But, doing so breaks the binding property of the commitment, because instead of revealing value 8 and blinding factor r, we could reveal 7 and r+1 or any other value.

Therefore, we require a different method to include r.

Pedersen Commitments

Introducing G’s twin, H.

H is another generator point, distinct from G (note how it’s the next letter in the alphabet). Both are nothing-up-my-sleeve-points, meaning nobody knows n such that n*G = H. Using H we can blind the value while keeping the commitment binding.

r*G + v*H

This specific form of commitment is called a Pedersen Commitment.

A Mimblewimble output is just a Pedersen Commitment, as we’ll soon see. Its values:

  • r is the blinding factor, and r*G is the public key point for r (using G as generator point).
  • v is the value (coins) committed, and v*H is the public key point for v (using H as generator point).

Homomorphic Commitments

Commitments with homomorphic properties means you can perform calculations on encrypted values without decrypting them first. The result of the computation is a commitment which is identical to the result if the operations had been performed on the unencrypted values.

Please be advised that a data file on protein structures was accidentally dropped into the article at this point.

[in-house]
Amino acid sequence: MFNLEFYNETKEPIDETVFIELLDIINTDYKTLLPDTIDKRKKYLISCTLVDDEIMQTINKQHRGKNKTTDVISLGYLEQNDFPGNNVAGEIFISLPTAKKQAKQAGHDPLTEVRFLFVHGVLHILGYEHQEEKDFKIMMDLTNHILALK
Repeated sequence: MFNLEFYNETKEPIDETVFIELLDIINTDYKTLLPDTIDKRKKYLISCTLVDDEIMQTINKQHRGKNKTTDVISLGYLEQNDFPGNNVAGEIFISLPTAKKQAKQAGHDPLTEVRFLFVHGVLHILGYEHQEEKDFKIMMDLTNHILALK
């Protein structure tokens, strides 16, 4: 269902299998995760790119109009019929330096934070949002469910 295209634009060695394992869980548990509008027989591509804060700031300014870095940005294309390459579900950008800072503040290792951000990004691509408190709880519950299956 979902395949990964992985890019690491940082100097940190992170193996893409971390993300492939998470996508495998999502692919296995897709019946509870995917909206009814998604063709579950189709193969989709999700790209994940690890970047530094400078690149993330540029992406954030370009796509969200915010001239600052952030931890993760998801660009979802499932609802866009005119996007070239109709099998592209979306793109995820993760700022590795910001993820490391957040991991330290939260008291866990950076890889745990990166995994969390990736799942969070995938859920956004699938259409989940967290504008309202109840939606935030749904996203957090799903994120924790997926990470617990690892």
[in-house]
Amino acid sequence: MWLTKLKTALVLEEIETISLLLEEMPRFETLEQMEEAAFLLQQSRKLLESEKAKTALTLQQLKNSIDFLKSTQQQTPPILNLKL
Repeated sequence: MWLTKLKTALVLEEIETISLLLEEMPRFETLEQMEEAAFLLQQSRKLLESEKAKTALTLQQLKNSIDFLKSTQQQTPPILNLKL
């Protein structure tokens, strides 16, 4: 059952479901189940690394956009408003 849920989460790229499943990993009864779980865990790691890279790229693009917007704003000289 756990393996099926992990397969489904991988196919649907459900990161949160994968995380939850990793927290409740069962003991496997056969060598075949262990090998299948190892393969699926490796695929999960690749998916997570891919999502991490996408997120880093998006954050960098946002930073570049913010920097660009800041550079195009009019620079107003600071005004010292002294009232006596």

They allow us to do as follows:

  • commit (x) ⇒ C1
  • commit (y) ⇒ C2
  • commit (x + y) ⇒ Z = C1 + C2

If we add two commitments to each other, the result would be an entirely new, valid commitment, which actually commits to the value x + y. So we’re able to perform a math operation (addition) unto encrypted data (commitments) while keeping the underlying values “intact”.

Elliptic curve commitments indeed have these homomorphic properties. We can do the following:

x*G + y*G => (x + y)*G

Notice how we add two different curve points and the result is a different point, which is a commitment to the sum of the values we’re hiding.

Similarly, we can add up two Pedersen Commitments. First let’s create two of them:

  • C1 = r1G + v1H
  • C2 = r2G + v2H

The point Z (remember a commitment is simply a point on the curve) is the result of addition between points C1 and C2.

Z = C1 + C2
Z = r1*G + r2*G + v1*H + v2*H

We can then calculate what Z is: